By Col. William D. Bushnell, USMC (Ret)
By Robert Trumbull. Henry Holt & Company, 1942. ISBN 978-1-5076-7216-7.
Newspaper editor and New York Times war correspondent Trumbull tells the remarkable true story of three U.S. Navy aviators crash-landing in the South Pacific during World War II. Trumbull wrote this story shortly after the sailors were rescued from spending thirty-four days in a small life-raft with no food, no water, no equipment, so some details are deliberately vague due to wartime censorship. Still, the tale is a fascinating testimonial to naval discipline, leadership, and ingenuity, as the three men sailed their raft 1,000 miles to an island sanctuary. Reprinted numerous times, the story was also made into a B-movie in 2014, “Against the Sun.”
A Layman's Guide to Naval Strategy
By Bernard Brodie. Princeton University Press, 1944. ISBN 978-1-1255-5920-8.
Naval officer Brodie wrote this book originally in 1942, hoping to clearly explain wartime American naval strategy to the public, emphasizing the importance of U.S. naval forces to the war effort and overall American dominance of the seas. He discusses the roles of various types of warships, from battleships and aircraft carriers to submarines, cruisers, and corvettes. He also explains the need for balance between numbers, types, weapons, costs, and tactical uses of naval forces: “The best warship is the cheapest one which will fulfill its specific function adequately.” Brodie describes the strategies of close and distant blockade, sea denial, sea control, and forward-deployment ashore and afloat. He includes an excellent recommended reading list.
Modern Guerrilla Warfare: Fighting Communist Guerrilla Movements, 1941-1961
Edited by Franklin Osanka. The Free Press, 1962. No ISBN.
Osanka has put together an intriguing collection of 37 essays written by soldiers, historians, and statesmen, American and foreign contributors who discuss all aspects of modern guerrilla warfare (as seen in 1962). Subjects include guerrilla warfare principles, tactics, and strategies, as well as counter-guerrilla actions. Case studies present guerrilla warfare in Russia in World War II, Communist China, Indochina, Cuba, and Algeria. Best, however, are the case studies of successful counter-guerrilla operations in Greece, the Philippines (Huks), and Malaya – using the guerrillas’ own tactics against them.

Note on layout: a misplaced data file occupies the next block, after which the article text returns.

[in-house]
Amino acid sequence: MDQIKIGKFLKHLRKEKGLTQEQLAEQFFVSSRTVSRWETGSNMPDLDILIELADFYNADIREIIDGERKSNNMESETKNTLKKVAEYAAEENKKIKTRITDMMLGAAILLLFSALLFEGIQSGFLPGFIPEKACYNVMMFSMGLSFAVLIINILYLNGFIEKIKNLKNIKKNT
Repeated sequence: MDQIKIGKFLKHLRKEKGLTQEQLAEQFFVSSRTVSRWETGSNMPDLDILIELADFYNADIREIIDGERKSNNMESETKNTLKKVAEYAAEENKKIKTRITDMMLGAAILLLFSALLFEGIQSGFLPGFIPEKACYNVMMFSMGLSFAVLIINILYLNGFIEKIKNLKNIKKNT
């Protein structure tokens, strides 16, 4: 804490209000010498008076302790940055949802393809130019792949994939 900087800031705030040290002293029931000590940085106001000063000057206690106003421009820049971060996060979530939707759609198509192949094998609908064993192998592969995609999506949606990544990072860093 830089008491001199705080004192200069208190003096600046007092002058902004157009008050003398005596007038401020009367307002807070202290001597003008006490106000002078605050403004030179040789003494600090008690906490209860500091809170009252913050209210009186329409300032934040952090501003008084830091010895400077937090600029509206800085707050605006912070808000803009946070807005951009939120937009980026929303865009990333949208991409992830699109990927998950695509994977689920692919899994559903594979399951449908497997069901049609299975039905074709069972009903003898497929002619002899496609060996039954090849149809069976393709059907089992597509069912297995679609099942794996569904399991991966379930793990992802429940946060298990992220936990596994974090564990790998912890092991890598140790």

Total War: Causes and Courses of the Second World War
By Peter Calvocoressi and Guy Wint. Penguin Books, 1972. ISBN 978-0-394-47104-4.
Among the countless books about World War II, this is probably one of the best single volume histories of the war. Written by two British historians, this comes in two parts – one about Europe, the other about Asia. They cover all theatres, from western Europe and Russia, the Balkans, North Africa, and the Mediterranean, to China, Manchuria, India, Southeast Asia, and the Pacific. One of the best sections, “Europe Under the Nazis,” is an excellent narrative of occupation, exploitation, resistance, and revolution. Well supported by numerous detailed maps.
The Damned Die Hard: The Colorful History of the French Foreign Legion
By Hugh McLeave. Saturday Review Press, 1973. ISBN 978-0-8415-0247-5.
Author Hugh McLeave is a British Army veteran and acclaimed journalist writing about the exciting history of the French Foreign Legion, the “Legion of the Damned,” from its creation in 1831 in North Africa to the Battle of Algiers in 1960. This is a history of heroism, sacrifice, and esprit in a military unit made up of misfits, criminals, outcasts, romantics, and adventurers, who proved time and again “that men who lived badly could fight and die well.” He describes fierce no quarter battles in Algeria, Morocco, Italy, Mexico, the world wars, and Indochina, particularly at Dien Bien Phu in 1954. hroughout McLeave tells of men whose loyalty was not to France, but who lived, fought, and died for the Legion, a mystique still alive today.